Coffee and Health : Pesticides and Chemicals

The concerns raised by those apprehensive about the use of pesticides and agricultural chemicals in coffee growing are twofold. First is the health issue for the consumer: whether harmful chemical residues may reach our systems when we drink coffee. Second are the related environmental and social issues: whether buying coffees that may be grown with the help of potentially harmful chemicals contributes to the destruction of the environment and threatens the health of the rural poor who raise coffee.

Agricultural Chemicals and Consumer Health. The consumer health issue is simplest to address. Coffee is not eaten raw like lettuce or apples. The bean is the seed of a fruit. The flesh of this fruit is discarded. Along the way the seed is soaked, fermented, and subject to a thorough drying process. Later it is roasted at temperatures exceeding 400°F, and finally broken apart and soaked in near boiling water. This savage history concludes when we consume only the water in which the previously soaked, fermented, dried, roasted, and infused seed was immersed. Given this history of relentless attrition, it hardly seems possible that much if any of the small amounts of pesticide/fungicide residue permitted by law in green coffee ever make it into the cup.

Chemical Free Alternatives. In brief, coffee drinkers concerned about the impact of agricultural chemicals on environment and society or those unwilling to accept my reassurances on the consumer health issue have essentially three alternatives:

  • Buy a traditional coffee, grown as coffee was grown from its inception, before agricultural chemicals were invented. All Yemen, almost all Ethiopia, and most Sumatra Mandheling coffees are grown in such a state of innocence, and all are among the world’s finest.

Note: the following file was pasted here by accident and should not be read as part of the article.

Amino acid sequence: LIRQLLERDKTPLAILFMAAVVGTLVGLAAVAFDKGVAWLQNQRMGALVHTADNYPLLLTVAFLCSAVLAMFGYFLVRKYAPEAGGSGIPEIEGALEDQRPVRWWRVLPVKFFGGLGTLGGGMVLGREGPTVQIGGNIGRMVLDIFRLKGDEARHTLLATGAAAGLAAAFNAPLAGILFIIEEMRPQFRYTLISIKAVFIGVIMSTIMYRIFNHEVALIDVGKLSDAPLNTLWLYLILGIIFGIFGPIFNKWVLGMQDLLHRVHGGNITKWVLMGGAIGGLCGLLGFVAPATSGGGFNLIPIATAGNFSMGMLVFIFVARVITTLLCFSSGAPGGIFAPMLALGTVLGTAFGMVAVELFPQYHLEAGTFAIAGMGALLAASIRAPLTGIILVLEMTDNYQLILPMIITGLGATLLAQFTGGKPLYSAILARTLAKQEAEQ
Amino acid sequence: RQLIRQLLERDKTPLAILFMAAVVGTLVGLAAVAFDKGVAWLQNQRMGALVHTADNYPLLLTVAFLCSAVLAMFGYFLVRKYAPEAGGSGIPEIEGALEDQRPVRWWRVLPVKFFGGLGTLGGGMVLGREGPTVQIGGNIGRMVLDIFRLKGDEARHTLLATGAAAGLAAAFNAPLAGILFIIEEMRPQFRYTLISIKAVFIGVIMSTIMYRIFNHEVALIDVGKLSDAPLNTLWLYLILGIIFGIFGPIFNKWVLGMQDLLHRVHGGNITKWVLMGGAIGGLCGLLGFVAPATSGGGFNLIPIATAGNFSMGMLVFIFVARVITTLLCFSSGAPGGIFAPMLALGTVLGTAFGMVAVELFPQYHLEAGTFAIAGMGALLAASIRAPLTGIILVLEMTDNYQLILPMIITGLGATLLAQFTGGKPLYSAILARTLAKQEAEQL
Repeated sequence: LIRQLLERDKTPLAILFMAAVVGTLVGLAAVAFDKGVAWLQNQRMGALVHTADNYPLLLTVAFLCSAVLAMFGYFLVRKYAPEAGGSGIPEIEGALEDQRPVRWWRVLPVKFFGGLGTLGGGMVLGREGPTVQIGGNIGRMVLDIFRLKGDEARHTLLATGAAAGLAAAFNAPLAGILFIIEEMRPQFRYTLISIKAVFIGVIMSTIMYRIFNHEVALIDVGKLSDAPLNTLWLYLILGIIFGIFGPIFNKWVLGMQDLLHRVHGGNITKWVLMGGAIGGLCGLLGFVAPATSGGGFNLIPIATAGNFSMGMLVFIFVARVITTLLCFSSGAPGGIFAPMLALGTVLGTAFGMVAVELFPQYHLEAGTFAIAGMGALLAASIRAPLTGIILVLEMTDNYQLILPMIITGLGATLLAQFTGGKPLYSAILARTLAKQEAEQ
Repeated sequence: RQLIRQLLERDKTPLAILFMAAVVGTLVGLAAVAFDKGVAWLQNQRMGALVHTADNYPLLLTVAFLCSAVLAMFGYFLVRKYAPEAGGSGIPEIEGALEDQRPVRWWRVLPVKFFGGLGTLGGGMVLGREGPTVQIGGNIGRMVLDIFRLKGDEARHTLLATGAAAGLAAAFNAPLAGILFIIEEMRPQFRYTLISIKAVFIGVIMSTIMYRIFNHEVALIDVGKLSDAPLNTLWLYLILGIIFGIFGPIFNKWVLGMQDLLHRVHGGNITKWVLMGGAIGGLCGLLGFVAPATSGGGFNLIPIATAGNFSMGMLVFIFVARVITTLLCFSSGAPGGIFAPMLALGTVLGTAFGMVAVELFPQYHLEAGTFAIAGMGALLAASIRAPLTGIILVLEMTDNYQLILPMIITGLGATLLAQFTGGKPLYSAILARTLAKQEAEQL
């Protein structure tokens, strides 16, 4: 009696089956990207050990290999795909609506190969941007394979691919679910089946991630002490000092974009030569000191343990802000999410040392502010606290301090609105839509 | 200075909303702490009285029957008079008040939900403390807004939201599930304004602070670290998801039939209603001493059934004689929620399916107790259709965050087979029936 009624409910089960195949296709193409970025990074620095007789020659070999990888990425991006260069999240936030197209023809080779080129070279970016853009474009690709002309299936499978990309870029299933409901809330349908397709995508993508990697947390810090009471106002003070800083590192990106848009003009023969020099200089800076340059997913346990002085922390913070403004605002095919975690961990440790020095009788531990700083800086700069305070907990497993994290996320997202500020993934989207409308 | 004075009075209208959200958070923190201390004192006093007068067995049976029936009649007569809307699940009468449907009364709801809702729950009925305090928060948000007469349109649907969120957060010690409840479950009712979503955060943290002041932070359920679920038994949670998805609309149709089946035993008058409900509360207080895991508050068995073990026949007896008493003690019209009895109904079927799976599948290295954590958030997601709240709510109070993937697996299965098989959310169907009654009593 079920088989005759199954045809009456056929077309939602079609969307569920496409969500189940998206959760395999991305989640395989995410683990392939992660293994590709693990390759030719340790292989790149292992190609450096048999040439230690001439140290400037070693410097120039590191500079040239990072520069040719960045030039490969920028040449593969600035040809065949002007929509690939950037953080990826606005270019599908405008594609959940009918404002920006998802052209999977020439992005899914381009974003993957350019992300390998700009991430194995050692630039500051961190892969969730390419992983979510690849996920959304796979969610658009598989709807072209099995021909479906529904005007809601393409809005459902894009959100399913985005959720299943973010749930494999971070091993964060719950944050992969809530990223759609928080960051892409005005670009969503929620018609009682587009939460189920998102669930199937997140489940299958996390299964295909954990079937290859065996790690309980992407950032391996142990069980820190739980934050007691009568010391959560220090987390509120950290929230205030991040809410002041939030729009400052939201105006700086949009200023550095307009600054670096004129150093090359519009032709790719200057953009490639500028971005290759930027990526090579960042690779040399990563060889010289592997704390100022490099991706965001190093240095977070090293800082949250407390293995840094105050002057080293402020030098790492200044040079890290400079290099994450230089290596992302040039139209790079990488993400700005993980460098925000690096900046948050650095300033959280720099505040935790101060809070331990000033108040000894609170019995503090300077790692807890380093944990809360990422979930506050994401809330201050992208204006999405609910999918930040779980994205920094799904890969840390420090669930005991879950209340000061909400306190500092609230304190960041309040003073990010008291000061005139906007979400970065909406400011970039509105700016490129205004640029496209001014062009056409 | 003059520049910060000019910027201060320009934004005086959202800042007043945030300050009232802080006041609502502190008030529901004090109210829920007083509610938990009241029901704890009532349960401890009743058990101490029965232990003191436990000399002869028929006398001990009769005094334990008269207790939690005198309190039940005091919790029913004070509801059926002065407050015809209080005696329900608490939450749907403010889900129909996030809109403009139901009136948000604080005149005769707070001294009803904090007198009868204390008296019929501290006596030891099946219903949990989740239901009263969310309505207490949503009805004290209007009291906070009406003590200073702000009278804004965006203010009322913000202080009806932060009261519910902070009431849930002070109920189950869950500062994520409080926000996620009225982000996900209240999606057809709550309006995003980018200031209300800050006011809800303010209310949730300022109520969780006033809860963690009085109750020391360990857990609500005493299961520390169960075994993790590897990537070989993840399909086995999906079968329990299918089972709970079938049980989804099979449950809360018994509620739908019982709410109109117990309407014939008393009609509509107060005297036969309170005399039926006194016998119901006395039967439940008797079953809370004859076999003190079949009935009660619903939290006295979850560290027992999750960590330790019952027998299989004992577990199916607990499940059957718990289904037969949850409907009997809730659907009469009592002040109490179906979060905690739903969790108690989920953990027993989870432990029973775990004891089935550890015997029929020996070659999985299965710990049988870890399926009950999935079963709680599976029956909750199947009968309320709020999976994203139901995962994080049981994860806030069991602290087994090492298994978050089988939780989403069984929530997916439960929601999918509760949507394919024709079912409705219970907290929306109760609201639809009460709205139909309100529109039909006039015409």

• Buy a certified organic coffee. Certified organic coffees are coffees whose growing conditions and processing have been thoroughly monitored by independent agencies and found to be free of pesticides, herbicides, fungicides, chemical fertilizers, and other potentially harmful chemicals. The monitoring agencies visit the farm and verify that no chemicals have been used on the farm for several years, and then follow every step of the processing, preparing, transporting, storage, and roasting. Such careful monitoring is of course expensive, which is one reason certified organic coffees cost more than similar uncertified coffees. Many such certified organic coffees are the product of socially and environmentally progressive cooperatives. See pages PPP-PPP for more on organically grown coffees.
  • Buy a coffee labeled "sustainable." At this writing sustainable is a rather loose term meaning that, in the view of the importer or roaster, designated farmers are doing everything within reason to avoid the use of agricultural chemicals and to pursue enlightened environmental and socially progressive practices in the growing and processing of their coffees.